The Original Paddle Steamer Mt. Washington was launched at Alton Bay in 1872, and graced the waters of Lake Winnipesaukee for 67 years.

The Winnipesaukee Steamship Co.
and the Mt. Washington

In 1939, over the Christmas Holidays, the famous old sidewheel steamer Mt. Washington burned at the dock in Weirs Beach on Lake Winnipesaukee, New Hampshire. Fortunately the fire took place at night, and no one was injured.

The dedicated captain of the ship, Leander Lavallee was very anxious to have a replacement built, and contacted General Ship & Engine Works early in 1940 about the effort. Lavallee had acquired the hull of the old steamer Chateaugay on Lake Champlain as a basis for the project.

Carl and Byron Hedblom of General Ship & Engine Works took on the job of returning the Mount Washington to the waters of Lake Winnipesaukee. Byron Hedblom devised a unique plan to transport the Chateaugay hull in sections across land by railroad from Burlington, Vermont to Lakeport, New Hampshire. The hull was sliced into 20 sections like a loaf of bread, and each section was placed on a flat car for transport to New Hampshire's Lakes Region.

Maiden Voyage of the Mount
Enlarge Old Postcard

The S.S. Mount Washington II was launched in August 1940. However because of fuel shortages the boat could not be placed in operation until after the end of WWII.

In 1942, the Mount Washington Steam Ship company Captain Lavallee had created was placed in Bankruptcy. General Ship & Engine Works made an offer to purchase both the ship and the company. The Winnipesaukee Steamship Company was formed, with Byron and Carl Hedblom each holding an equal number of shares. The company logo - and the ship's flag - would be a Danish flag superimposed with a W for Winnipesaukee.

It was around the same time that Byron Hedblom saw an advertisement for 65-acres of land for sale near Weirs Beach, and bought the plot on which he would build the Hedblom family home.

Due to fuel shortages during WWII, the ship could not be operated, and its engines were taken as part of the war effort. In 1946, new engines were purchased, and the Mount Washington II finally went into regular seasonal operation in 1947.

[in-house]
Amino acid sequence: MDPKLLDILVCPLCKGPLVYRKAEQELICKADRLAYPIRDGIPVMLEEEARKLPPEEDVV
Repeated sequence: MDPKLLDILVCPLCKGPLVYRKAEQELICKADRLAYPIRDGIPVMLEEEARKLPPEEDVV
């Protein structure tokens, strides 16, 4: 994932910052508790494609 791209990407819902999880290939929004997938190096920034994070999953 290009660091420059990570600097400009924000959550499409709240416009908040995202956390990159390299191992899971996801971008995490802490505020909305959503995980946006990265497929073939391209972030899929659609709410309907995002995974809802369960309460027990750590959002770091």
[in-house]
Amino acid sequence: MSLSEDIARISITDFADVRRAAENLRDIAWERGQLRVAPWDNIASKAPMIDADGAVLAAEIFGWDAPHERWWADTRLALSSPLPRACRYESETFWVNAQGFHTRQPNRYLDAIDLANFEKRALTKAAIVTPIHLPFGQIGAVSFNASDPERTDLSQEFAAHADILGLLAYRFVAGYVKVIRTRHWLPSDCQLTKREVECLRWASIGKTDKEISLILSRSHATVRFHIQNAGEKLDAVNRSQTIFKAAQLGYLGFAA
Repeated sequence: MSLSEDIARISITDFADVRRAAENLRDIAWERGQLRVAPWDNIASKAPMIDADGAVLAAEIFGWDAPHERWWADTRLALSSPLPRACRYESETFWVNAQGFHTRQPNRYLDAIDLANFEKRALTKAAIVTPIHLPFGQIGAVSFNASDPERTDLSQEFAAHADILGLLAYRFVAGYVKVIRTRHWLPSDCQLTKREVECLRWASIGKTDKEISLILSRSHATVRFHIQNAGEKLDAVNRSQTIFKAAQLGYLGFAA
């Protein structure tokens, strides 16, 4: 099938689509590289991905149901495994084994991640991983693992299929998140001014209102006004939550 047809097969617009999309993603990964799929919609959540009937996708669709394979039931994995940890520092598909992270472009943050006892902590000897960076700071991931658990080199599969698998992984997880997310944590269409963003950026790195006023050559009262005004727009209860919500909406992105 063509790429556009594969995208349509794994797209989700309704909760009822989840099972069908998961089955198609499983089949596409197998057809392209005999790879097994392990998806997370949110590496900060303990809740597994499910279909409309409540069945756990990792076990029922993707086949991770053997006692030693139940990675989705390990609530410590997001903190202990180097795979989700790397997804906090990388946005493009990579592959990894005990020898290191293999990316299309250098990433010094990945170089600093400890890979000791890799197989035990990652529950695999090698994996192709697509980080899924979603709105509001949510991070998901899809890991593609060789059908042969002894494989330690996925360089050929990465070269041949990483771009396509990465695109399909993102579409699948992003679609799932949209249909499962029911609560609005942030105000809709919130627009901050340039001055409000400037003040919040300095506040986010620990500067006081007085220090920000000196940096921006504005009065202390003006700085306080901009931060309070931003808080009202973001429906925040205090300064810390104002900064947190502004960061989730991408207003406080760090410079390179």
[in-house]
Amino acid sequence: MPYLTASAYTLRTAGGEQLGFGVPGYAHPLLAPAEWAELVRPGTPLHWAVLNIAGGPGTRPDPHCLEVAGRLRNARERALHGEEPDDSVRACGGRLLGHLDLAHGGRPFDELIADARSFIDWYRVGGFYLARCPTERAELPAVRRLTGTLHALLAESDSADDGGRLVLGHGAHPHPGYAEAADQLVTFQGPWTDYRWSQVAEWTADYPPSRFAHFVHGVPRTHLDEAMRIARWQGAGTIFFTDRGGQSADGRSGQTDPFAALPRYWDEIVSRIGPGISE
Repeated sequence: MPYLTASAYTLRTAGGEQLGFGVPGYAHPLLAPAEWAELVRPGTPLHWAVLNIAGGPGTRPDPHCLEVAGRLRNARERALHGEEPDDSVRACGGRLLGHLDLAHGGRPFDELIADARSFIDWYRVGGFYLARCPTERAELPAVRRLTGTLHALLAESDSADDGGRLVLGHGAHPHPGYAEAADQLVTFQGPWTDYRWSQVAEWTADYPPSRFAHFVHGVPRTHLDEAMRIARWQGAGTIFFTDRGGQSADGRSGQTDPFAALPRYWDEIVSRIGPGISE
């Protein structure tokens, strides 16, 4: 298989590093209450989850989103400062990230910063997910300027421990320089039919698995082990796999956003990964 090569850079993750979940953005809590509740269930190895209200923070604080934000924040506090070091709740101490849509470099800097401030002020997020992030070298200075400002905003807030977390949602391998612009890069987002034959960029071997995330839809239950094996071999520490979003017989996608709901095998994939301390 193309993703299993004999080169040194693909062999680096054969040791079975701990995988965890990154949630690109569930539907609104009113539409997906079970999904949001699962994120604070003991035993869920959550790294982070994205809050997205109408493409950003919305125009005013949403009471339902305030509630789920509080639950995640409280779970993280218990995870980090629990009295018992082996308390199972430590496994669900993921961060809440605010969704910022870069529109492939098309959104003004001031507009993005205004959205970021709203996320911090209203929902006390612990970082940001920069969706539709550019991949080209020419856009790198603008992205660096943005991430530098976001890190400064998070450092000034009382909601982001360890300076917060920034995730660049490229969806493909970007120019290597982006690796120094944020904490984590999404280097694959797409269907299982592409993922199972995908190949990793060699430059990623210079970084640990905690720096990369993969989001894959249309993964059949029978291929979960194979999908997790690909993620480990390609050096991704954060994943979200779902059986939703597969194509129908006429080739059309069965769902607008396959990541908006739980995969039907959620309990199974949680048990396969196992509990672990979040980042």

The Fleet Expands

"Stretching to Serve You Better"
The Mount Washington at the Center Harbor Dry Dock - Cut into Two for the expansion which increased her length from 205 to 230 feet. Enlarge photo

Two smaller vessels were added to the Winnipesaukee Steamship Fleet: The Sophie C. (named for Byron Hedblom's mother and christened by his oldest daughter Dory) and the Doris E. (named for his wife, and christened by his oldest granddaughter Wendy).

In 1959, Byron Hedblom sold his share of the General Ship & Engine Works to his two sisters and their husbands: June and Doug Brown and Ruth and Carl Roessler. Byron was now free to focus all his energies on the New Hamphsire excursion vessel business.

In the late 1960s, after the death of Carl Hedblom, Byron and Doris Hedblom became partners and co-owners of the business. They continued to operate the Mount Washington, Sophie C. and Doris E. until 1972 when the company was sold to a local group. The proud tradition of the Mt. Washington continues to be successfully carried forward by the ship's current owners the Winnipesaukee Flagship Corporation.

In an echo of the Mount's "sectional" beginnings, Byron Hedblom returned to New Hampshire in 1982 to oversee a major project to lengthen the hull. Called out of retirement at the age of 78 for the job, he was involved in every aspect of the operation. The hull was cut into two at dry dock, and a prefabricated hull section was inserted between the two "slices." The new and improved Mount was then welded together again, with her length increased from 205 to 230 feet.

The Mount Washington at the Dock in the Weirs. Byron Hedblom stands beside the gangplank chatting with the Captain
Photo by Wendy Lubetkin (enlarge)

A famous tourist attraction, the Mount has been the subject of a mystery novel (Murder on the Mount) and even has a monopoly style board game named after it ("Follow the Mount" in which you can compete to buy up properties around Lake Winnipesaukee).

The Mount Washington continues to ply the waters of Lake Winnipesaukee today, delighting tourists and locals alike who greet the familiar ship with cries of "Here comes the Mount!"